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Ecommerce Design: Supermarket Style

Posted on 3.28.2006

Every weekend I grab my list and my keys and drive to the neighborhood grocery store. I’m never alone in this ritual, and I am reminded of this as I navigate through the maze of cars on my way to a parking spot. After heading inside, I dislodge a cart from the chain, and forge on to the first item on my list. At this time, the store’s goal is to get me to each item on my list quickly and efficiently, show me some other products I may be interested in along the way, direct me to checkout and complete my purchase. If it’s done right, it’s seamless and hassle free — and my local store just earned my business for next week’s groceries. The online retailer should have the same goals — identifying a need, directing me to it, encouraging my selection and completing my purchase.


Part of the lure of online shopping is speed and not having to battle for parking spots. But in an environment where one click can end a shopping experience, it is crucial that the online retailer provide efficiency and ease of use. Simply, the easier it is for the shopper, the more profitable the retailer.

Identify the Need
When I want food, I go to the grocery store. This is the store’s sole purpose, and I know exactly what I’ll find when I get there — food.

Companies develop websites for many reasons. Brand extension, lead generation, customer outreach, and product sales are a few. But many sites fail to achieve the desired result because the goal of the site hasn’t been clearly defined nor has it been reinforced on every Web page. For sites where the goal is to sell products or services, the type of product or service sold and the availability of an online shopping cart should be evident squarely on the home page and throughout the site.

A good example is the website for Neuchatel Chocolates, www.neuchatelchocolates.com. The URL, home page design and navigation buttons tell you immediately what the focus of this site is — chocolate. The shopping cart icon remains in the same prominent location on every web page to let visitors know that online purchases are available and encouraged.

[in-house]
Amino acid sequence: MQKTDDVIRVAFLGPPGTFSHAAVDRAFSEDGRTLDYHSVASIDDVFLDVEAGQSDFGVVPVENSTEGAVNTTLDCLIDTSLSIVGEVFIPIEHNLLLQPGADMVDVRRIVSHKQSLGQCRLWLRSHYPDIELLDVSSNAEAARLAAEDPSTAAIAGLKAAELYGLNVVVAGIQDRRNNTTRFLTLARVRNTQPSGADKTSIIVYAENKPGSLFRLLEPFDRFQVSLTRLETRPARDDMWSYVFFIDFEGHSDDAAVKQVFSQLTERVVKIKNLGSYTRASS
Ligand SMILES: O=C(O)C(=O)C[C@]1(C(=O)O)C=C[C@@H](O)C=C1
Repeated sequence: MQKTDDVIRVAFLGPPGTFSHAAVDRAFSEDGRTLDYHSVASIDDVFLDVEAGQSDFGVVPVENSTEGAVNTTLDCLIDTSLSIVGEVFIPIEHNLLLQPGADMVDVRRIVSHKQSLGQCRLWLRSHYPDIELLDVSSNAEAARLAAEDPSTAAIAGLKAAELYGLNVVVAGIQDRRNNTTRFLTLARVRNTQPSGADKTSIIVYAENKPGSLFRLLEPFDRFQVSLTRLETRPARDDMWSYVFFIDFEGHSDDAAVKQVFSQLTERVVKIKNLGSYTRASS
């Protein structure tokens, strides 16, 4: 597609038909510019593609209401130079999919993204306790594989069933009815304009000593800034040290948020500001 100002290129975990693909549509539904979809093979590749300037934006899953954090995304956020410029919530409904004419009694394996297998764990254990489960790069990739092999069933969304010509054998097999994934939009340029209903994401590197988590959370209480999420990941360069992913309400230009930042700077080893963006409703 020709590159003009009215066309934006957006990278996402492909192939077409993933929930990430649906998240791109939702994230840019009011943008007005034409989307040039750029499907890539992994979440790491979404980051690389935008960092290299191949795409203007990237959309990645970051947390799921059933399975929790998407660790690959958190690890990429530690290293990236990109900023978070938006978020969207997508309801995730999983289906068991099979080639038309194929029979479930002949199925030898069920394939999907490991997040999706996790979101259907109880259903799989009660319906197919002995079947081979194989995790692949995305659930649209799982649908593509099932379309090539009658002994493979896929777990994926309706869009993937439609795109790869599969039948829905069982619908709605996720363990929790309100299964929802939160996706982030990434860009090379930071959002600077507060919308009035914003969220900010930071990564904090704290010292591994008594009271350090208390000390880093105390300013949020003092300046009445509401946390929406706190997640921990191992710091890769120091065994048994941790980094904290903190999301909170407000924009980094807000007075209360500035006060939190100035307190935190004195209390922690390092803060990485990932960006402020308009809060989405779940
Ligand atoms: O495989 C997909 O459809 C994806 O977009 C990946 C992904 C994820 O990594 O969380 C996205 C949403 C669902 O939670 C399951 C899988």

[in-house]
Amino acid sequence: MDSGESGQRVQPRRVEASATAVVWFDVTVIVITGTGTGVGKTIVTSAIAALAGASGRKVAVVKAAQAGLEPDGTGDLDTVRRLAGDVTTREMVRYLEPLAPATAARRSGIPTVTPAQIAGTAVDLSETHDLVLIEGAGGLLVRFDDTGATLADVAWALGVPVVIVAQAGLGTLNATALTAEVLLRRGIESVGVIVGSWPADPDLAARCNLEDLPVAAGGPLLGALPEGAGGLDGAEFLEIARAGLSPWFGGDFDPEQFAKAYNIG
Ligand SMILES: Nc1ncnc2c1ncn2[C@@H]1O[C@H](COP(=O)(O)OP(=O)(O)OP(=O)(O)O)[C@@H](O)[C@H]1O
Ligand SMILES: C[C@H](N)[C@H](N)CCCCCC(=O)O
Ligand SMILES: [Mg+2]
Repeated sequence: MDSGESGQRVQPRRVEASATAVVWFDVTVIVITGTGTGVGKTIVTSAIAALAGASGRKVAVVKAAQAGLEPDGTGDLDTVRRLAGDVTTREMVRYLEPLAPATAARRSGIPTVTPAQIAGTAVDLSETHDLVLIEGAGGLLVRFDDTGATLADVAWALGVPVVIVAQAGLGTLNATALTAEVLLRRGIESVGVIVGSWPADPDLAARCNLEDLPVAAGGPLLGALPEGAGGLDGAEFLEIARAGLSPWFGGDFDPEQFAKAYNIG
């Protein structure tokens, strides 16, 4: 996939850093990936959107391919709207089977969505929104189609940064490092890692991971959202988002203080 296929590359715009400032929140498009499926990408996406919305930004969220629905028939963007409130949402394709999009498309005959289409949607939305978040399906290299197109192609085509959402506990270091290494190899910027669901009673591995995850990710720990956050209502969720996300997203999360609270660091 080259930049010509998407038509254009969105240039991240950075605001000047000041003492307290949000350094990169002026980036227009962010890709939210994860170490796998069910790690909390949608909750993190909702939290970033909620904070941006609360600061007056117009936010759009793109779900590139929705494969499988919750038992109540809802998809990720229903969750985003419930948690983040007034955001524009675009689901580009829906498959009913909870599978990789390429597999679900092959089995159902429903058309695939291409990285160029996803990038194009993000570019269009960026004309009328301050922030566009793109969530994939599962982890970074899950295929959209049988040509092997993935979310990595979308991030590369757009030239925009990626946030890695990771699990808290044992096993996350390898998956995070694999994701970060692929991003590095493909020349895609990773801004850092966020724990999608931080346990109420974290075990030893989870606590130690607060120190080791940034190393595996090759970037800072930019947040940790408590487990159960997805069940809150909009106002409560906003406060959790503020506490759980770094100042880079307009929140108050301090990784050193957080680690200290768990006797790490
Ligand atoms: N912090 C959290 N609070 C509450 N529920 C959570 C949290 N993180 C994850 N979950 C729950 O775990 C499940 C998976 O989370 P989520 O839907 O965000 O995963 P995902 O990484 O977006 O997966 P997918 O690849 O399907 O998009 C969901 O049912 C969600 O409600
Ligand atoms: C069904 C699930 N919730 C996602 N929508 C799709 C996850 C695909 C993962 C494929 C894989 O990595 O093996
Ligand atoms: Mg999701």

An example of a website that could use a little help in this area is TigerDirect.com. (Please note that I have never had any dealings with this company, and they might be absolutely wonderful at what they do.) While the home page shows photos of computer hardware and peripherals, it is so cluttered that there is no clear call to action. The eye doesn’t know where to look first, nor is there a place for the eye to rest (e.g., no “white” space). Although the site sells product, the shopping cart icon is very small and the “Your Shopping Cart” area is hidden within the right navigation bar.

Finding What You Want
Supermarkets, like websites, are essentially self-service mediums. Of course, supermarkets are staffed, and you could find a clerk for help if needed. But, by and large, we all shop alone. With this in mind, supermarket layouts are the product of countless hours of research where shopping behavior is translated into floor plans developed to maximize sales and profits.

Without a third dimension, this type of planning isn’t as easy online, but it is still possible to steer shoppers where you want them to go.

Neuchatel Chocolates’ website features navigation buttons that use logical naming conventions — helping the visitor clarify their needs.

EXAMPLE
The Pottery Barn (www.potterybarn.com) site uses “calls to action”; golden nuggets that alert online shoppers to new, seasonal or popular products and sale items.

At the time of this writing, the home page contained several important calls to action:

1. Seasonal Items: This page contains two “calls to action”. “Create your Outdoor Room” and “Easter Brunch”.
2. What’s New: New items are located in this area and grouped by the same general categories found throughout the site.
3. Spring Sale: The place to find recent sale items.
4. Best Sellers: Features the company’s most popular items.
5. Specialty Areas: “Small Spaces”, “Style House” and “Registry” are areas that target specific customer needs. For example, “Small Spaces” is dedicated to providing decorating solutions for cozy apartments, and small areas of a home.

By mapping out the home page in this way, visitors can quickly find the call to action that is meaningful to them, and follow that path to the products that they want.